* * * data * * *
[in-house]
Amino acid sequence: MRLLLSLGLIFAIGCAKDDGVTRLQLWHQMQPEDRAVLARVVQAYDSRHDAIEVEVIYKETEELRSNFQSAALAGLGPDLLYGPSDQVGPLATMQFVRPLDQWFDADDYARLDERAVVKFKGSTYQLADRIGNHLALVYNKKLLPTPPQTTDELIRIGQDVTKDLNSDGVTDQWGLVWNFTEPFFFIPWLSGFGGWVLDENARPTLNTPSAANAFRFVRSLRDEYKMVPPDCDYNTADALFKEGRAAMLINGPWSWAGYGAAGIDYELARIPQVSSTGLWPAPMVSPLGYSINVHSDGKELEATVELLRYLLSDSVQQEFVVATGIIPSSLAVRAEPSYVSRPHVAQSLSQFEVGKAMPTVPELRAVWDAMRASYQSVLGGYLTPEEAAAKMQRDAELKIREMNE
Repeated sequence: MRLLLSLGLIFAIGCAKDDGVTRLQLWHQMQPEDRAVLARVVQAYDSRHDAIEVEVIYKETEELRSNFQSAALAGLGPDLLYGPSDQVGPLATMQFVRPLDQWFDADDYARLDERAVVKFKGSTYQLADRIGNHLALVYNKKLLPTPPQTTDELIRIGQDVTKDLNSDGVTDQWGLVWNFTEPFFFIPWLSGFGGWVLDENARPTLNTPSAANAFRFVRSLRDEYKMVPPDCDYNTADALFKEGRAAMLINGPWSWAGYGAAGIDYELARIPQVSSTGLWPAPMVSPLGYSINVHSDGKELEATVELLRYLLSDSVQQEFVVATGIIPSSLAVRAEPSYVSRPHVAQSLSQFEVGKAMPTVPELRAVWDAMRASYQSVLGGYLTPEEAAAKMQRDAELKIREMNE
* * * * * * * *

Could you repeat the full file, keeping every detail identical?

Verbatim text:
[in-house]
Amino acid sequence: MRLLLSLGLIFAIGCAKDDGVTRLQLWHQMQPEDRAVLARVVQAYDSRHDAIEVEVIYKETEELRSNFQSAALAGLGPDLLYGPSDQVGPLATMQFVRPLDQWFDADDYARLDERAVVKFKGSTYQLADRIGNHLALVYNKKLLPTPPQTTDELIRIGQDVTKDLNSDGVTDQWGLVWNFTEPFFFIPWLSGFGGWVLDENARPTLNTPSAANAFRFVRSLRDEYKMVPPDCDYNTADALFKEGRAAMLINGPWSWAGYGAAGIDYELARIPQVSSTGLWPAPMVSPLGYSINVHSDGKELEATVELLRYLLSDSVQQEFVVATGIIPSSLAVRAEPSYVSRPHVAQSLSQFEVGKAMPTVPELRAVWDAMRASYQSVLGGYLTPEEAAAKMQRDAELKIREMNE
Repeated sequence: MRLLLSLGLIFAIGCAKDDGVTRLQLWHQMQPEDRAVLARVVQAYDSRHDAIEVEVIYKETEELRSNFQSAALAGLGPDLLYGPSDQVGPLATMQFVRPLDQWFDADDYARLDERAVVKFKGSTYQLADRIGNHLALVYNKKLLPTPPQTTDELIRIGQDVTKDLNSDGVTDQWGLVWNFTEPFFFIPWLSGFGGWVLDENARPTLNTPSAANAFRFVRSLRDEYKMVPPDCDYNTADALFKEGRAAMLINGPWSWAGYGAAGIDYELARIPQVSSTGLWPAPMVSPLGYSINVHSDGKELEATVELLRYLLSDSVQQEFVVATGIIPSSLAVRAEPSYVSRPHVAQSLSQFEVGKAMPTVPELRAVWDAMRASYQSVLGGYLTPEEAAAKMQRDAELKIREMNE